As an example, an ultra-processed breakfast might consist of a bagel with cream cheese and turkey bacon, whereas the minimally processed breakfast was oatmeal with bananas, walnuts, and skim milk.
Energy expenditure, and average energy expenditure, respiratory quotient, sleeping energy expenditure, body composition, and liver fat were measured.
Reasons for Increased Energy Intake With Processed Food Unclear
In the article, Hall and colleagues note that the study was not designed to identify the reasons for the observed differences in energy intake.
But there are hypotheses suggesting that the detrimental effects of processed food result from their elevated sugar, fat, and sodium content, in tandem with the fact that they are low in protein and fiber.
The authors attempted to match these nutritional variables in the presented meals to investigate whether other aspects of ultra-processed diets contribute to excess energy intake.
“Had the experimental diets used in our study allowed for greater differences in sugar, fat, and sodium content more typical of differences between ultra-processed versus unprocessed diets, we may have observed larger differences in energy intake,” they observe.
They also highlight the fact that their study was conducted in an ‘inpatient’ environment, noting that “current dietary assessment methods are insufficient to accurately measure energy intake outside the laboratory, and adherence to study diets cannot be guaranteed in free-living subjects.”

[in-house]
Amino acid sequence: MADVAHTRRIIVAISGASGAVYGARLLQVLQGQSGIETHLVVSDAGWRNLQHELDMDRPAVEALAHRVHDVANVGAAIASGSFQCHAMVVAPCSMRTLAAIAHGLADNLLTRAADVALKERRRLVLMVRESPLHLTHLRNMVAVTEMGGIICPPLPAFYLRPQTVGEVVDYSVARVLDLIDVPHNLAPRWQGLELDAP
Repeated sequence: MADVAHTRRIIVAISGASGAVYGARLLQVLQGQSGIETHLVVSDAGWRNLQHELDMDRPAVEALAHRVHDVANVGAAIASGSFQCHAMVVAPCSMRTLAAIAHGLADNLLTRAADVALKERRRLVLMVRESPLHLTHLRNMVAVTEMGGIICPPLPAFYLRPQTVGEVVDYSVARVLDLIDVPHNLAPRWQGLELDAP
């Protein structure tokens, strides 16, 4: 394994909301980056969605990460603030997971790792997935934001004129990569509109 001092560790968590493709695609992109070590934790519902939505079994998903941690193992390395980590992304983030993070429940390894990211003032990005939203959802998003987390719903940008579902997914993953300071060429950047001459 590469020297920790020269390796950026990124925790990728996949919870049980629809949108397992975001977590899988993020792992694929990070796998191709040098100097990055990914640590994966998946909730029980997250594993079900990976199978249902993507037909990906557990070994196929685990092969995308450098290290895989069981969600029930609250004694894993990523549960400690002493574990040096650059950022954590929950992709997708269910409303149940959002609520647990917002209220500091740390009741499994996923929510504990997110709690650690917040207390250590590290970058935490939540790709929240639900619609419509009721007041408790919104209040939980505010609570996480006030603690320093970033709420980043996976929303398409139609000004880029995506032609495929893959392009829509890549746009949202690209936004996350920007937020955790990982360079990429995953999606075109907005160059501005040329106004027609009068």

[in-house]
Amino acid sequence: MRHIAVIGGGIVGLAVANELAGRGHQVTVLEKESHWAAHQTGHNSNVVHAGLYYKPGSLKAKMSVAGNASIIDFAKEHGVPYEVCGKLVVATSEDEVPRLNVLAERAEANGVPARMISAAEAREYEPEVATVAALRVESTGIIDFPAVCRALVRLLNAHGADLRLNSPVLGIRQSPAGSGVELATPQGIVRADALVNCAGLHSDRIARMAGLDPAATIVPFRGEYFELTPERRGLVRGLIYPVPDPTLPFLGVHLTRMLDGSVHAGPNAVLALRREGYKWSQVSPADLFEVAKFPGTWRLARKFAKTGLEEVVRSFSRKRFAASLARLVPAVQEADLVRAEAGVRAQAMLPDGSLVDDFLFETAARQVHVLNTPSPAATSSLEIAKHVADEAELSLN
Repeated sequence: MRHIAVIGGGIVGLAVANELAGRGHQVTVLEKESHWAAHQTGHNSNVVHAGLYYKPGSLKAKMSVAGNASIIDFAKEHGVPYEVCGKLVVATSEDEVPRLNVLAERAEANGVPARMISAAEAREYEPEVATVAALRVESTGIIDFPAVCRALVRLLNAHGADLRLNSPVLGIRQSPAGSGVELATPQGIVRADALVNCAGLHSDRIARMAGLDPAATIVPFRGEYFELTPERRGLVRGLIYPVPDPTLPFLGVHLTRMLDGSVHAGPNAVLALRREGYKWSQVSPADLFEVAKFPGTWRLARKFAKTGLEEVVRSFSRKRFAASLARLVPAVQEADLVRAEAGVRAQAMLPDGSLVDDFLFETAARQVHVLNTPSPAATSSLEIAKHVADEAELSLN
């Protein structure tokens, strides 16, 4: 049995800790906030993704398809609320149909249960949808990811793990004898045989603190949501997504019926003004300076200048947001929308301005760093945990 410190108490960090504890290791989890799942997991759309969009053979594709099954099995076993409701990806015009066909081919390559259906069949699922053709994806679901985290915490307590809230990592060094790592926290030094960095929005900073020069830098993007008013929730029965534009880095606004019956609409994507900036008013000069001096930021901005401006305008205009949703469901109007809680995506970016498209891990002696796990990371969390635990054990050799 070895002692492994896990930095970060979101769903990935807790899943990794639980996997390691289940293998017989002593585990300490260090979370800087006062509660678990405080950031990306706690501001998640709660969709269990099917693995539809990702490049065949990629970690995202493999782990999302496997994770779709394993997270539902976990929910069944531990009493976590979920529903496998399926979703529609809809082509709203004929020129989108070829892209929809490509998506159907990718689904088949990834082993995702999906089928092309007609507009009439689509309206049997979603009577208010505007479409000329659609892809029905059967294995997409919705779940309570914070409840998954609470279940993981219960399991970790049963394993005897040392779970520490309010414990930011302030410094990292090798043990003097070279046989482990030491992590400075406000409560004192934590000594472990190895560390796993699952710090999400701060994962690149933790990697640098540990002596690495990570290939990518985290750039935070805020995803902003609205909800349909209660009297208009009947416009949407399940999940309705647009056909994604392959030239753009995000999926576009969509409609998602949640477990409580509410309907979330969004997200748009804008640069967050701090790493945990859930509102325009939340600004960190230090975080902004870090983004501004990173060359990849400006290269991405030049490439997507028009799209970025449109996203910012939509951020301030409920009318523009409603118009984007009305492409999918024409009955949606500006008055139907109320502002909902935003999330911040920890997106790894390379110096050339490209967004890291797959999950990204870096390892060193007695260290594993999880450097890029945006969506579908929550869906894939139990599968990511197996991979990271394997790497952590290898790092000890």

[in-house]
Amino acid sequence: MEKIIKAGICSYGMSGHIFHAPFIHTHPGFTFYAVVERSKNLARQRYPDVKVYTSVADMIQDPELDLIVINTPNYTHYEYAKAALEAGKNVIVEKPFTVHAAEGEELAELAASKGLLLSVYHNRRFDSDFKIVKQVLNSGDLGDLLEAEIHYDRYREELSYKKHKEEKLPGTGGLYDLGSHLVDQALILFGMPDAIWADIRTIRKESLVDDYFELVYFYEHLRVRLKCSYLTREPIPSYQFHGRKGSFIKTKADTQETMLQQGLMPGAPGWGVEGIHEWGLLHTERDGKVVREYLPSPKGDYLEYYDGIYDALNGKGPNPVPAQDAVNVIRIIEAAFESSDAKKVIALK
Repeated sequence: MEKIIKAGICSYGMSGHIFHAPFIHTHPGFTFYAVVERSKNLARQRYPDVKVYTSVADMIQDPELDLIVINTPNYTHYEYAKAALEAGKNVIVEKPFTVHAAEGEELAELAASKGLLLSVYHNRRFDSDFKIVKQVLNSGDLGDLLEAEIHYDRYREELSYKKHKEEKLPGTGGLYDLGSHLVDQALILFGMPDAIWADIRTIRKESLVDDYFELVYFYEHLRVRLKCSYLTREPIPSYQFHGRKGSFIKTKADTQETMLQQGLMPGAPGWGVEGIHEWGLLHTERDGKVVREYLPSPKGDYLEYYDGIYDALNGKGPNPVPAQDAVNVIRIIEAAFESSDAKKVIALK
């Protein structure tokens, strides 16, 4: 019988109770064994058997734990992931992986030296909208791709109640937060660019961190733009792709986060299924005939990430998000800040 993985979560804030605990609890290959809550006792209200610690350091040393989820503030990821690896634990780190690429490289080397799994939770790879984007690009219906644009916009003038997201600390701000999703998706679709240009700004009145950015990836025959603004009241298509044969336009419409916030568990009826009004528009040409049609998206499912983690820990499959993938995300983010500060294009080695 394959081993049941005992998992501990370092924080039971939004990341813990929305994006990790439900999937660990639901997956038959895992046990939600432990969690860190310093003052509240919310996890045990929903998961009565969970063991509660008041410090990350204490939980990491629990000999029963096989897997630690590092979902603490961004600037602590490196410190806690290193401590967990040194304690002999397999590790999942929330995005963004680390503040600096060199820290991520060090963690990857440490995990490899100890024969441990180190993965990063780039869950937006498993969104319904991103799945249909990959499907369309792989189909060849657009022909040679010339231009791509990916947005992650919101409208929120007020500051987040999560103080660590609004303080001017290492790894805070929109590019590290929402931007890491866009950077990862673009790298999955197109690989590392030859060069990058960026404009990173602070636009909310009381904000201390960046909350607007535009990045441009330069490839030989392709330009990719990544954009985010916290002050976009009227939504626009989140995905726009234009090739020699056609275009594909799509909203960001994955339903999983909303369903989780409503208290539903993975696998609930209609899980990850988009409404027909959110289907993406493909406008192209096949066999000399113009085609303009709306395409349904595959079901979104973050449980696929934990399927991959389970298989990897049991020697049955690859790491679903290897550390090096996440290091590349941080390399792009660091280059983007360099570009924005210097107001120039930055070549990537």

So the findings are likely not generalizable to the ‘real world,’ they stress.
Nevertheless, “Our data suggest that eliminating ultra-processed foods from the diet decreases energy intake and results in weight loss, whereas a diet with a large proportion of ultra-processed food increases energy intake and leads to weight gain,” the authors write.
Whether reformulation of ultra-processed foods could eliminate their deleterious effects while retaining their palatability and convenience “is unclear,” they add. But until such reformulated products are widespread, limiting consumption of ultra-processed foods “may be an effective strategy for obesity prevention and treatment.”
However, the authors caution, “policies that discourage consumption of ultra-processed foods should be sensitive to the time, skill, expense, and effort required to prepare meals from minimally processed foods — resources that are often in short supply for those who are not members of the upper socioeconomic class.”
Cell Metabolism. Published online May 16, 2019. Full text
The study was supported by the Intramural Research Program of the National Institutes of Health, National Institute of Diabetes and Digestive and Kidney Diseases .
Hall has disclosed no relevant financial relationships. Another author, Ciaran G. Forde, has received reimbursement for speaking at conferences sponsored by companies selling nutritional products, serves on the scientific advisory council for Kerry Taste and Nutrition, and is part of an academic consortium that has received research funding from Abbott Nutrition, Nestec, and Danone. The other authors have disclosed no relevant financial relationships.